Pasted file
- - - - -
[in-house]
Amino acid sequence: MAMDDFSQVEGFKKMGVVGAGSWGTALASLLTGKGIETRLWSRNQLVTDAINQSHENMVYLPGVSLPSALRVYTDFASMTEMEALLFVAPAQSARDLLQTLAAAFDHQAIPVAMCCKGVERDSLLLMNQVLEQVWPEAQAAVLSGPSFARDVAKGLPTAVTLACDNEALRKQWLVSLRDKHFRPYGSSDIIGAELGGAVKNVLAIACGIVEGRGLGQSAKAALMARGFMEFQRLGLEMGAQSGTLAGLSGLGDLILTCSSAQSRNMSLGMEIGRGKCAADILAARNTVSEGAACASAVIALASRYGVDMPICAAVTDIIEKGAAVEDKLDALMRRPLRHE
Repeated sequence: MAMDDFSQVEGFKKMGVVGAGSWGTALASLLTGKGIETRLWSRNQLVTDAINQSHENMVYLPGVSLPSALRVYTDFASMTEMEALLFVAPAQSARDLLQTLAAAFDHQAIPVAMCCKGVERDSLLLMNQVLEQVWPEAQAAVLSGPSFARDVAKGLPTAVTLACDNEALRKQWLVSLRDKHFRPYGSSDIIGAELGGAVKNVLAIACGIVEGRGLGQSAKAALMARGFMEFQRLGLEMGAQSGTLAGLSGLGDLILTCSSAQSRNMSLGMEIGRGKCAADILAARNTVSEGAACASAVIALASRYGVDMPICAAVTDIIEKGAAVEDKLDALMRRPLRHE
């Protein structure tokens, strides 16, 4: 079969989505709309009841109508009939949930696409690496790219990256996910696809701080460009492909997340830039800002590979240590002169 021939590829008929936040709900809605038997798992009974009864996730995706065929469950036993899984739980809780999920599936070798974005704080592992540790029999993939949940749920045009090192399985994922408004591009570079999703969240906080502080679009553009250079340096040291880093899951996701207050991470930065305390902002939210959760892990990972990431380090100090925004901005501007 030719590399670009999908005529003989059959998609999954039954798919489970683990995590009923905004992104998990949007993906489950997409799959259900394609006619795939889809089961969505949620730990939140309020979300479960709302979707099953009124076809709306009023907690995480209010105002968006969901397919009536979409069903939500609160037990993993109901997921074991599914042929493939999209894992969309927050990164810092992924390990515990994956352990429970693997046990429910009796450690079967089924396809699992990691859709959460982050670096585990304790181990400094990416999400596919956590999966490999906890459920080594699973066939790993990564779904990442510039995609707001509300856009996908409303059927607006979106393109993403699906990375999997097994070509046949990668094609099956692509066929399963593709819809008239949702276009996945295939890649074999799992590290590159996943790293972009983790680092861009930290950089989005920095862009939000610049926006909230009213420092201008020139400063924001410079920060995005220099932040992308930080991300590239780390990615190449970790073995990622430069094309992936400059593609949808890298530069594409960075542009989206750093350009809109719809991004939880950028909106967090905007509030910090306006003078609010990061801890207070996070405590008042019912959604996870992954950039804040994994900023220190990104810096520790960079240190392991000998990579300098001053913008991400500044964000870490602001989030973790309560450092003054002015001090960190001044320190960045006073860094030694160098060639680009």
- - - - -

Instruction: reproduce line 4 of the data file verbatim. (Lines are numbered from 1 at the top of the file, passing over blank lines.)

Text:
């Protein structure tokens, strides 16, 4: 079969989505709309009841109508009939949930696409690496790219990256996910696809701080460009492909997340830039800002590979240590002169 021939590829008929936040709900809605038997798992009974009864996730995706065929469950036993899984739980809780999920599936070798974005704080592992540790029999993939949940749920045009090192399985994922408004591009570079999703969240906080502080679009553009250079340096040291880093899951996701207050991470930065305390902002939210959760892990990972990431380090100090925004901005501007 030719590399670009999908005529003989059959998609999954039954798919489970683990995590009923905004992104998990949007993906489950997409799959259900394609006619795939889809089961969505949620730990939140309020979300479960709302979707099953009124076809709306009023907690995480209010105002968006969901397919009536979409069903939500609160037990993993109901997921074991599914042929493939999209894992969309927050990164810092992924390990515990994956352990429970693997046990429910009796450690079967089924396809699992990691859709959460982050670096585990304790181990400094990416999400596919956590999966490999906890459920080594699973066939790993990564779904990442510039995609707001509300856009996908409303059927607006979106393109993403699906990375999997097994070509046949990668094609099956692509066929399963593709819809008239949702276009996945295939890649074999799992590290590159996943790293972009983790680092861009930290950089989005920095862009939000610049926006909230009213420092201008020139400063924001410079920060995005220099932040992308930080991300590239780390990615190449970790073995990622430069094309992936400059593609949808890298530069594409960075542009989206750093350009809109719809991004939880950028909106967090905007509030910090306006003078609010990061801890207070996070405590008042019912959604996870992954950039804040994994900023220190990104810096520790960079240190392991000998990579300098001053913008991400500044964000870490602001989030973790309560450092003054002015001090960190001044320190960045006073860094030694160098060639680009």